Music is a key factor affecting the reach of a commercial and is vital to the successful marketing of the product concerned. Choosing the music is therefore an important decision. A commercial with music does not have the same impact as a commercial without it – and a well-known title will give the production a different feel than one that is unknown. If you wish to use an existing title, you must first obtain permission from the rightholders. The rights concerned – synchronisation rights – are not normally managed by SUISA, but directly by the rightholders (mostly publishers).
You may also buy production music which is available on specialised websites. Alternatively, you may commission music from a composer especially for your commercial. This is known as commissioned music.
Registering your commercials with SUISA
Whether or not your commercial contains music, you must declare your production to SUISA. SUISA identifies all audiovisual productions and issues licences for music reproduction rights and music uses. You need to have a licence with a SUISA number in order to broadcast your commercial on television, in cinema theatres or on Internet.
SUISA needs the following information to identify your commercial:
- particulars of the commercial (title, duration);
- particulars of the music (title, composers, publishers, playing time of the music used in the commercial);
- planned broadcast/usage schedule on Internet;
- customer’s particulars.
Once this information is provided, a licence can be issued quickly. You may send us this information quickly and easily using the form available online.
You must declare each commercial even if there are several versions of the same commercial. You may declare several commercials on a single form.
If your commercial was produced abroad but there is an arranged version (post-production) for the Swiss territory, please indicate this on the form.
Different rights concerned
The reproduction rights you pay to SUISA allow you to disseminate the recording of your commercial on television, in cinema theatres or on Internet. The rights are payable once for the entire duration of use of the commercial. You may thus use the commercial several times at different periods, but you only have to pay the reproduction rights once.
The copyrights for the dissemination of the commercial on television or in cinema theatres are paid by the broadcaster or the theatres. You do not therefore pay the broadcasting rights for offline dissemination to SUISA. The situation is different concerning Internet: you are liable for the rights for making-available on Internet (online). The licence fee is graduated depending on the media budget of the advertising campaign. You must report each new wave of the campaign to SUISA.
Analogue commercials, “free domain” works and commissioned compositions
All advertising must be declared, but there are cases where no invoice is payable. The different language versions and short versions are treated like analogue commercials. Accordingly, no reproduction rights are due. However, if these commercials are made available on Internet, you must communicate the media budgets to us, and we will prepare an invoice based on that amount. Commercials without any music, or using non-arranged music in the public domain, or music free of rights are not subject to a fee.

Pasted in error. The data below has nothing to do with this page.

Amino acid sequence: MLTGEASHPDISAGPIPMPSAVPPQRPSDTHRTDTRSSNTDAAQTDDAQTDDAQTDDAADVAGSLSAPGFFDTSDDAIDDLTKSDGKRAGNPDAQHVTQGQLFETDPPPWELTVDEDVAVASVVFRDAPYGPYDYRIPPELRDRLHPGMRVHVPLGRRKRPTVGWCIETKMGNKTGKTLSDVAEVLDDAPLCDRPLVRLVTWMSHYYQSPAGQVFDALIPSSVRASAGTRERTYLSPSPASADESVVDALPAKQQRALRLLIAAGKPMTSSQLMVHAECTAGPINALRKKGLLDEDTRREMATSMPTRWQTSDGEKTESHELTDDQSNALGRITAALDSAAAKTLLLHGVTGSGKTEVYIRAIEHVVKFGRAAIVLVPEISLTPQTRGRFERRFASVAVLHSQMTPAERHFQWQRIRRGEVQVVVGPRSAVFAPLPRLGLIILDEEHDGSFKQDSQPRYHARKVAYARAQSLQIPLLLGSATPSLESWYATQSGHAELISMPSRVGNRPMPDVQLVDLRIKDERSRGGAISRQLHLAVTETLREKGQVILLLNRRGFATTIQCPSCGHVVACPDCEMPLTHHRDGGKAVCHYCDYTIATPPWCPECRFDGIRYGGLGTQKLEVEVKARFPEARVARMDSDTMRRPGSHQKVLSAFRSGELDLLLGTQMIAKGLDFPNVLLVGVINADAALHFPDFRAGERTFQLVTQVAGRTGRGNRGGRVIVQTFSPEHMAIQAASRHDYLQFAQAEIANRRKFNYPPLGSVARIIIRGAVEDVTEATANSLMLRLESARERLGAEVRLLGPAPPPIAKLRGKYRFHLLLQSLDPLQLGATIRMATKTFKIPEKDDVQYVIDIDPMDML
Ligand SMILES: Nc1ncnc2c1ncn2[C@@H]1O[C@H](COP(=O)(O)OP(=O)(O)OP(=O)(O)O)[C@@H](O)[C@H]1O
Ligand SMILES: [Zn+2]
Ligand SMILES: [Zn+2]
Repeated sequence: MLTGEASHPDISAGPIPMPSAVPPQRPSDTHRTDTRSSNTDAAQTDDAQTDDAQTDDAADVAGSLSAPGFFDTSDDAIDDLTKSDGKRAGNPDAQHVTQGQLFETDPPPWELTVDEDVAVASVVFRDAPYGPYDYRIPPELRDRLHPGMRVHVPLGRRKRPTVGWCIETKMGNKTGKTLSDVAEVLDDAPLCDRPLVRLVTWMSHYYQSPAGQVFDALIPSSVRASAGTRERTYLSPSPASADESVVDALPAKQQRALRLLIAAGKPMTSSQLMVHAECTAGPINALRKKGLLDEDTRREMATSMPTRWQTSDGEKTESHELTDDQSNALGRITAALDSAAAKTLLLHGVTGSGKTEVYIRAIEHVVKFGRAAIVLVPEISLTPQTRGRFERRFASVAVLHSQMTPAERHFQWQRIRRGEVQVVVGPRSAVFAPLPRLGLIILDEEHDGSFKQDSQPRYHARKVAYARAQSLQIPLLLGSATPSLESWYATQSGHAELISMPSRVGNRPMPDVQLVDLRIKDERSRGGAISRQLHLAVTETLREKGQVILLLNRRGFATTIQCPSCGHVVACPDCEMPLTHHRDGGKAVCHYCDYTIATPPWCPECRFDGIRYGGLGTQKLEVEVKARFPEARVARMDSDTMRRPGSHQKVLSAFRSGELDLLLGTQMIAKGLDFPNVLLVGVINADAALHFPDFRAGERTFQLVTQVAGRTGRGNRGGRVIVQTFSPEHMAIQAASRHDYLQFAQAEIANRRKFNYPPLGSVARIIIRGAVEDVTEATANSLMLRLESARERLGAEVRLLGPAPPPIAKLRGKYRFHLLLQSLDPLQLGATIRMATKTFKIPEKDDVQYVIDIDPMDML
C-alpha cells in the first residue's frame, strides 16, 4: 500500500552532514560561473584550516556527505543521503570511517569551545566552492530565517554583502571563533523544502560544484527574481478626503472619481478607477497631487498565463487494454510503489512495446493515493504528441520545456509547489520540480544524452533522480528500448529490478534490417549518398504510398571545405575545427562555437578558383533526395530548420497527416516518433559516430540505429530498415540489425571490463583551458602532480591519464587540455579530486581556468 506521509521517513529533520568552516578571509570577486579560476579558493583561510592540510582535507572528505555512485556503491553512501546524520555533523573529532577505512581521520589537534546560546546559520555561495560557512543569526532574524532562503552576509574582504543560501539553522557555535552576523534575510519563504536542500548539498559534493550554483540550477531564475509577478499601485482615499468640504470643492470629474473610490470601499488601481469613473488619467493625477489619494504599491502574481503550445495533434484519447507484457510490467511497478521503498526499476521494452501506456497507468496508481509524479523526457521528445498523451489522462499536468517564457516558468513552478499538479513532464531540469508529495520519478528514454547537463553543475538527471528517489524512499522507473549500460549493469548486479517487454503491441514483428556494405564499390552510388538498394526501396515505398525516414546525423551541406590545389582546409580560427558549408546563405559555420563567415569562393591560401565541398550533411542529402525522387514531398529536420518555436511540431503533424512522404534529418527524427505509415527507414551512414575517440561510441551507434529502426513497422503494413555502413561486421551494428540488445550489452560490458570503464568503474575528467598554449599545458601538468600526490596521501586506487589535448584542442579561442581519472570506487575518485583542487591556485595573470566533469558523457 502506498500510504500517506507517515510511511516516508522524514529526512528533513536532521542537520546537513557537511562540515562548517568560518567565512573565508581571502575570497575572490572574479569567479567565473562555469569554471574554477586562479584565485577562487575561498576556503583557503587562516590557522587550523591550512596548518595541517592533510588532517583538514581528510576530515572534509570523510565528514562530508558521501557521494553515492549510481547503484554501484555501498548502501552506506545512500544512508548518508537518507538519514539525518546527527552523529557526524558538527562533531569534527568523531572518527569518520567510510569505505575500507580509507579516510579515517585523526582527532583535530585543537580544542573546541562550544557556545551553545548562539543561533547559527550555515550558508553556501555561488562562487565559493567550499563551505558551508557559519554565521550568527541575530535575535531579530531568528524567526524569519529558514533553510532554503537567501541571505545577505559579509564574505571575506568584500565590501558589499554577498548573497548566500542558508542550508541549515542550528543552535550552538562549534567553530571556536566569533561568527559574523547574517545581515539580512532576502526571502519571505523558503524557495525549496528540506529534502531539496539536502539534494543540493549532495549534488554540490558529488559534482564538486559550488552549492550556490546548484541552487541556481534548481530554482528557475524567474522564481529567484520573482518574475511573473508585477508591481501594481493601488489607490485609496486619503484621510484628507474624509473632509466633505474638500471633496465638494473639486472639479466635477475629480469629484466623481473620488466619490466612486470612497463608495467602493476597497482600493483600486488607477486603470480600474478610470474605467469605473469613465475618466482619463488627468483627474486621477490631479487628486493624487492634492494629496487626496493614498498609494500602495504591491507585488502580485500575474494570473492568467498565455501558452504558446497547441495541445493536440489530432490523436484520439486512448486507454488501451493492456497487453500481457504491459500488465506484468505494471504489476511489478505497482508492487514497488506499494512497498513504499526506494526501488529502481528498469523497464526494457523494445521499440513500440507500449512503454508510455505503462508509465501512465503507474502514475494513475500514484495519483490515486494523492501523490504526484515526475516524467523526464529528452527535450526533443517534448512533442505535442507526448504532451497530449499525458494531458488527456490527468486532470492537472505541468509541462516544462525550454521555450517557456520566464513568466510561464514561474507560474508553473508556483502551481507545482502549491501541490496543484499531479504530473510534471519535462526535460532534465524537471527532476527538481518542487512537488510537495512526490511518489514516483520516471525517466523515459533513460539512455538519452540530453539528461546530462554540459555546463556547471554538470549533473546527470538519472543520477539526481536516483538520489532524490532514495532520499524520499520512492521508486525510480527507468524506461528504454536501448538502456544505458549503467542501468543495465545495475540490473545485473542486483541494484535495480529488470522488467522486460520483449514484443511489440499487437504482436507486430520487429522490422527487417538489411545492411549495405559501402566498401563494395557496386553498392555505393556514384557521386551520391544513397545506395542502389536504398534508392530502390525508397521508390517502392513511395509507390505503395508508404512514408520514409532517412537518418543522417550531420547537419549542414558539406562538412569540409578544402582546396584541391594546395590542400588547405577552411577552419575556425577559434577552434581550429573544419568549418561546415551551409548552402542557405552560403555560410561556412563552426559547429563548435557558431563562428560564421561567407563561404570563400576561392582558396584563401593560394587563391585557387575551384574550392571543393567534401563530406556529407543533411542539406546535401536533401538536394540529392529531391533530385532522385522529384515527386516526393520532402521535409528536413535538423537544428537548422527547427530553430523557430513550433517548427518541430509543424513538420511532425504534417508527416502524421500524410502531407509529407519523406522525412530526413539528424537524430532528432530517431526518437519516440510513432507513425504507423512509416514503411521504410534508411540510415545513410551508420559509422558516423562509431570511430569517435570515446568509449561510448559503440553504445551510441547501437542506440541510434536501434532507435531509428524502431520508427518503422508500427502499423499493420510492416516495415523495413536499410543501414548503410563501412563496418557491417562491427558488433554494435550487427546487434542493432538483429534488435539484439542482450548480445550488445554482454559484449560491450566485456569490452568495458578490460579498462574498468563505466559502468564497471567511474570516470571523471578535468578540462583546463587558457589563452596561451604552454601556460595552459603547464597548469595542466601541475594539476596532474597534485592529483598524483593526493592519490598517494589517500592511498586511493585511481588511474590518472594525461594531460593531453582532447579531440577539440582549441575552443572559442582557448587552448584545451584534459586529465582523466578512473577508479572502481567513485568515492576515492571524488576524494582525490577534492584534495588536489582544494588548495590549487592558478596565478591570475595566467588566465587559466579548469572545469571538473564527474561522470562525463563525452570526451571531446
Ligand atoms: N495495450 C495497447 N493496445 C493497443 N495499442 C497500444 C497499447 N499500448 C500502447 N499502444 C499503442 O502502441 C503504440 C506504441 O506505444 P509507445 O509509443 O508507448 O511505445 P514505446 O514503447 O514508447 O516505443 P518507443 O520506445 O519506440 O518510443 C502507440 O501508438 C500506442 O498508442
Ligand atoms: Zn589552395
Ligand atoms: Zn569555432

But the designation “free of rights” may only apply to certain uses or may not apply to our territory. You may therefore still receive an invoice although you bought the music on a site claiming that its music is “free of rights”. We must respect the agreements we sign with our partners and collect the agreed fees if one of the rightholders is a member of a collective management organisation. To avoid the impression of paying twice, do not hesitate to make the necessary inquiries of your provider.
Similarly, if you commission someone to create the music for your commercial, the agreement you sign with them will only concern the creative work and the right to use the music (synchronisation right), but not the author’s rights if they are members of a collective management organisation. These are not the same rights.
How much does it cost and where does the money go?
The fees for reproduction rights vary depending on the visibility of the commercial. The minimum (for a single local broadcasting) is CHF 7 per second of music. The same second of music will cost CHF 60 for a national broadcasting. The synchronisation rights are not included. The licence has to be negotiated directly with the rightholder. In the case of production music, synchronisation rights are included with a 50% mark-up on the reproduction rights tariffs. All the rates are listed in our tariff (section 5).
The licence fee for the dissemination of online campaigns is a percentage (2.15%) of the amount paid for placing the advertisement (media budget) with a minimum fee of CHF 200. For further information see our licensing terms and conditions.
The fees collected by SUISA are distributed to the music creators (composer, lyricist, publisher) net of a 15% deduction covering administrative costs.
Our team remains at your disposal for any further information: contact us by email advertising (at) suisa (dot) ch or by phone at +41 21 614 32 28 / 30.